Ex-Bosnian Serb army commander Ratko Mladic has refused to testify before the UN Yugoslav war crimes tribunal. His comments in The Hague came as he took the stand against his former boss Radovan Karadzic.
In his opening remarks to The Hague court on Tuesday, ex-Bosnian Serb army commander Ratko Mladic rejected the tribunal's validity outright.
"I do not recognize this hate court. It is a satanic court," Mladic said.
Mladic appeared in court Tuesday to provide testimony for the defense in the trial of former Bosnian Serb President Radovan Karadzic.
The former army commander took the oath moments later, despite his previous comments. However, proceedings were adjourned briefly so that security personnel could bring him dentures.
Even after the 20-minute adjournment, Mladic still refused to provide testimony.
"I do not want to testify and refuse to testify for reasons of my health and that it would prejudice my own case," Mladic said.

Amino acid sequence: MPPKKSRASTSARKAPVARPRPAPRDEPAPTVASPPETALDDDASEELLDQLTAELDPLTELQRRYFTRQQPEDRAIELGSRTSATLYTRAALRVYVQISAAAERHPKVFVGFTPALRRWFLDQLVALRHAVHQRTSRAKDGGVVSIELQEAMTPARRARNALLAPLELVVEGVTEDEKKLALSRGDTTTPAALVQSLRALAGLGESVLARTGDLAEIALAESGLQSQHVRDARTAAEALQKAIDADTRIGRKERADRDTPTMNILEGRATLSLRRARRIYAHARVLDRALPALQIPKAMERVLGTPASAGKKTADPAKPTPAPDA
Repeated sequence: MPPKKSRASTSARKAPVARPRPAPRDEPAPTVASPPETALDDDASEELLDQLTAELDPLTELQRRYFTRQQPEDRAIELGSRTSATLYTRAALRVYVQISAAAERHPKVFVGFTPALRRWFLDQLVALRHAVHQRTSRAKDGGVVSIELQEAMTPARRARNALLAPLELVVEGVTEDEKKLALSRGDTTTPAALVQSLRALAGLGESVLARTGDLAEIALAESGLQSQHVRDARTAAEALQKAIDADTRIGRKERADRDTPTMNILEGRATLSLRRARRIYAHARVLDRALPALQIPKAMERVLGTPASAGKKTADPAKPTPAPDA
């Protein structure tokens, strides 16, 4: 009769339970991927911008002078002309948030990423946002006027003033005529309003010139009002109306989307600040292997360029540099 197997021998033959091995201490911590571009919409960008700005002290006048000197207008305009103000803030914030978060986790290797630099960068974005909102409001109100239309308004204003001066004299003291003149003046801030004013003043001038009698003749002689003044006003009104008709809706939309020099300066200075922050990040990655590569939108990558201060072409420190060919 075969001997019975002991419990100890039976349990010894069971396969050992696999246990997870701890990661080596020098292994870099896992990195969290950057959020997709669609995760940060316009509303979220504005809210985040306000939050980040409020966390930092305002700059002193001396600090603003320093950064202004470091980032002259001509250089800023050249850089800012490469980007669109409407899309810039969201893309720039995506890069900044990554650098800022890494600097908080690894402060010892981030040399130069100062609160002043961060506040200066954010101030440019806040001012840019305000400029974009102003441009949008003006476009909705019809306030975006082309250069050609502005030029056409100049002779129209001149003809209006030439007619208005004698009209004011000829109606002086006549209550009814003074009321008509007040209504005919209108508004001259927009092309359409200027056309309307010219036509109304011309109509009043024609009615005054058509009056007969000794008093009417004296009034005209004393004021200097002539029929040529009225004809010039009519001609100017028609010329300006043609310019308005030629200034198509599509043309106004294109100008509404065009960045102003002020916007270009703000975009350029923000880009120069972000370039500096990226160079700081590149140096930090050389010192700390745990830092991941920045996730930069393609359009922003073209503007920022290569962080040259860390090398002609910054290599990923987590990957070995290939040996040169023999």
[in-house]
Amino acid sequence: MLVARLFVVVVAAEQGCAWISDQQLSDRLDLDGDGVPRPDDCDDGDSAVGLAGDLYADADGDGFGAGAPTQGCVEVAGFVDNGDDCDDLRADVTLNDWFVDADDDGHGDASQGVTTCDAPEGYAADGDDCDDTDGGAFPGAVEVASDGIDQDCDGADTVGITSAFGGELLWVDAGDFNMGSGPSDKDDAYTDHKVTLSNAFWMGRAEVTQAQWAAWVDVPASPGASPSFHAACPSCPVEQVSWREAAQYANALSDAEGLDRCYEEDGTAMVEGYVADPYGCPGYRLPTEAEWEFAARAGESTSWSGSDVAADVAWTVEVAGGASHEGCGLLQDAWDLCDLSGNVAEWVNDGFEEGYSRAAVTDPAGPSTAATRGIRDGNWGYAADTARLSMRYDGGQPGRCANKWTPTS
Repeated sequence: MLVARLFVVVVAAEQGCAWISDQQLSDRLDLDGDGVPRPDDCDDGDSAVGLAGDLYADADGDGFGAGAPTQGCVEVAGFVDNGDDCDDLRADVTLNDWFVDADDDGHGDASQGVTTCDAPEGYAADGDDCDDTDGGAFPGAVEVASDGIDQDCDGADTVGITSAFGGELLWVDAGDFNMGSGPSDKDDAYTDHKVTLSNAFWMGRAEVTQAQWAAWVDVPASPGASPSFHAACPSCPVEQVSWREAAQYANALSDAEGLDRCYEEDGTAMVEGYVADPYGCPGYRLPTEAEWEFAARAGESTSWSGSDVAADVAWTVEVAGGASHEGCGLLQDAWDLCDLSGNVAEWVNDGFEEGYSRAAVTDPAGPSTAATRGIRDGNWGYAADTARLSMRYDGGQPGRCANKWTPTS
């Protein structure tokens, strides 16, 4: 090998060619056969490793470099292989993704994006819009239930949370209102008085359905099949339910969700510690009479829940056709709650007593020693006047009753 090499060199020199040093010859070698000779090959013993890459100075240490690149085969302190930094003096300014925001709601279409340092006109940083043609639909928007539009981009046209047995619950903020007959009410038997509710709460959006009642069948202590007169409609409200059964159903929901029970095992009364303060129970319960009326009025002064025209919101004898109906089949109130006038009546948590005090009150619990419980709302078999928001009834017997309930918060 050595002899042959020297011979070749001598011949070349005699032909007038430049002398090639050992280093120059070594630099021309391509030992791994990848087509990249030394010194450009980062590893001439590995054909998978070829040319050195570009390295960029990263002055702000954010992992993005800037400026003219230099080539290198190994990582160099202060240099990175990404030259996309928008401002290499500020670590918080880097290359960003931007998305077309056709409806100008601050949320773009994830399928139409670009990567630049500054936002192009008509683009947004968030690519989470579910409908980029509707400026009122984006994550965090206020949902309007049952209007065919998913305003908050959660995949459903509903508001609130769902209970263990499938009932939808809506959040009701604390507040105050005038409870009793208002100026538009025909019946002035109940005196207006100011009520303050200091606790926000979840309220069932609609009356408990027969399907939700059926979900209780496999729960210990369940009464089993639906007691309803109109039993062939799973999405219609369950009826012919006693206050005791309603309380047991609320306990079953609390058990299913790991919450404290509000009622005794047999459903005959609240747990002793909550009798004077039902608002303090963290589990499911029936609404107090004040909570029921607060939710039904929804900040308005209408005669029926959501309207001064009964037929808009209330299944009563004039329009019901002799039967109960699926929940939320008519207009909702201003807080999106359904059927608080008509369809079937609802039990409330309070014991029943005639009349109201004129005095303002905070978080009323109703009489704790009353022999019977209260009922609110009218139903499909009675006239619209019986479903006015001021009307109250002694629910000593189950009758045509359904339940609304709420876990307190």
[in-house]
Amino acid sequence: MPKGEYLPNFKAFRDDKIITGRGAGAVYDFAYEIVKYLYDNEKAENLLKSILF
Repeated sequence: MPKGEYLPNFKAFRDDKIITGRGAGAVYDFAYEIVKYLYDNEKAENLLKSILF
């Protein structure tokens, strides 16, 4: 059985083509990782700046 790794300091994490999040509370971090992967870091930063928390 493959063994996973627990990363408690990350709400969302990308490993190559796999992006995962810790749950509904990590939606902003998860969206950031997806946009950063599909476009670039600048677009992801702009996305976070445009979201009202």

The 71-year-old currently faces 11 charges of genocide, war crimes and crimes against humanity stemming from Bosnia-Herzegovnia's 1992-95 war, including the siege of Sarajevo.
Both Mladic and Karadzic have been accused of masterminding the massacre near the town of Srebrenica in July 1995, where more than 7,000 Muslim men and boys were killed. The systematic massacre took place in what was supposed to be a UN-protected enclave.
Authorities arrested Mladic - nicknamed the "Butcher of Bosnia" - last year in northern Serbia. He had previously spent 16 years on the run. The former army commander has been suffering from ill health, including three strokes and a heart attack. Earlier this month, Dutch doctors said he was fit to stand trial based on a recent medical examination.
kms/mkg (AP, AFP, dpa)